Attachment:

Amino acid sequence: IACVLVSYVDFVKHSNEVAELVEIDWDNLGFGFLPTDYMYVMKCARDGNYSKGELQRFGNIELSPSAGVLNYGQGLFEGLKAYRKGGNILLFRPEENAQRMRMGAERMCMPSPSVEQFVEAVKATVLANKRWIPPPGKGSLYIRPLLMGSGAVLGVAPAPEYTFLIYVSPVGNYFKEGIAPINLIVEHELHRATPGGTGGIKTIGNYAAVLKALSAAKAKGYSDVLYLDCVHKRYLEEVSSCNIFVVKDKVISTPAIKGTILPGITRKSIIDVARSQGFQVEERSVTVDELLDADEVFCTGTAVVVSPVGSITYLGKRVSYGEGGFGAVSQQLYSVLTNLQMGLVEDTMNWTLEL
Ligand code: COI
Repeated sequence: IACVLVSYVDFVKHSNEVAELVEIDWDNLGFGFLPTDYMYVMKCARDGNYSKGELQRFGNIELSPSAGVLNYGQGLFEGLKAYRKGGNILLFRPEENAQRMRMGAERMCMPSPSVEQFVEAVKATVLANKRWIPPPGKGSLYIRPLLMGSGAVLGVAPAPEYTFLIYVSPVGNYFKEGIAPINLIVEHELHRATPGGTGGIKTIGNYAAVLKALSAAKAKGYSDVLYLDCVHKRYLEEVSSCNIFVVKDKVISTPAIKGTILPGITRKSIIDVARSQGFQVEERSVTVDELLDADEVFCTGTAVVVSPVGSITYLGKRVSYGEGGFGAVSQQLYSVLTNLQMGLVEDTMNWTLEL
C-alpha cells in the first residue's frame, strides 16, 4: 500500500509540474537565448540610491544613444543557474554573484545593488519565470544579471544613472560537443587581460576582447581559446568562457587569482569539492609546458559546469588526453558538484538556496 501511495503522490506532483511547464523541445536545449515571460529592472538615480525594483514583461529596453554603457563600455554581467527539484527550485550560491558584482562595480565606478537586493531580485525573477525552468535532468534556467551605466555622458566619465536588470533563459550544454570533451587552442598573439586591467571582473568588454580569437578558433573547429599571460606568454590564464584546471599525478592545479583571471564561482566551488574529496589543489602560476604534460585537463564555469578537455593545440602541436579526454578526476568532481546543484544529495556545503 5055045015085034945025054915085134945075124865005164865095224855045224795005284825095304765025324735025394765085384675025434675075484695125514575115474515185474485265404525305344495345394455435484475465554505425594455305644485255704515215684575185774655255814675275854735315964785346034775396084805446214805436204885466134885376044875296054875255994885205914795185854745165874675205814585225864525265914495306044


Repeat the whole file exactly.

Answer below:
Amino acid sequence: IACVLVSYVDFVKHSNEVAELVEIDWDNLGFGFLPTDYMYVMKCARDGNYSKGELQRFGNIELSPSAGVLNYGQGLFEGLKAYRKGGNILLFRPEENAQRMRMGAERMCMPSPSVEQFVEAVKATVLANKRWIPPPGKGSLYIRPLLMGSGAVLGVAPAPEYTFLIYVSPVGNYFKEGIAPINLIVEHELHRATPGGTGGIKTIGNYAAVLKALSAAKAKGYSDVLYLDCVHKRYLEEVSSCNIFVVKDKVISTPAIKGTILPGITRKSIIDVARSQGFQVEERSVTVDELLDADEVFCTGTAVVVSPVGSITYLGKRVSYGEGGFGAVSQQLYSVLTNLQMGLVEDTMNWTLEL
Ligand code: COI
Repeated sequence: IACVLVSYVDFVKHSNEVAELVEIDWDNLGFGFLPTDYMYVMKCARDGNYSKGELQRFGNIELSPSAGVLNYGQGLFEGLKAYRKGGNILLFRPEENAQRMRMGAERMCMPSPSVEQFVEAVKATVLANKRWIPPPGKGSLYIRPLLMGSGAVLGVAPAPEYTFLIYVSPVGNYFKEGIAPINLIVEHELHRATPGGTGGIKTIGNYAAVLKALSAAKAKGYSDVLYLDCVHKRYLEEVSSCNIFVVKDKVISTPAIKGTILPGITRKSIIDVARSQGFQVEERSVTVDELLDADEVFCTGTAVVVSPVGSITYLGKRVSYGEGGFGAVSQQLYSVLTNLQMGLVEDTMNWTLEL
C-alpha cells in the first residue's frame, strides 16, 4: 500500500509540474537565448540610491544613444543557474554573484545593488519565470544579471544613472560537443587581460576582447581559446568562457587569482569539492609546458559546469588526453558538484538556496 501511495503522490506532483511547464523541445536545449515571460529592472538615480525594483514583461529596453554603457563600455554581467527539484527550485550560491558584482562595480565606478537586493531580485525573477525552468535532468534556467551605466555622458566619465536588470533563459550544454570533451587552442598573439586591467571582473568588454580569437578558433573547429599571460606568454590564464584546471599525478592545479583571471564561482566551488574529496589543489602560476604534460585537463564555469578537455593545440602541436579526454578526476568532481546543484544529495556545503 5055045015085034945025054915085134945075124865005164865095224855045224795005284825095304765025324735025394765085384675025434675075484695125514575115474515185474485265404525305344495345394455435484475465554505425594455305644485255704515215684575185774655255814675275854735315964785346034775396084805446214805436204885466134885376044875296054875255994885205914795185854745165874675205814585225864525265914495306044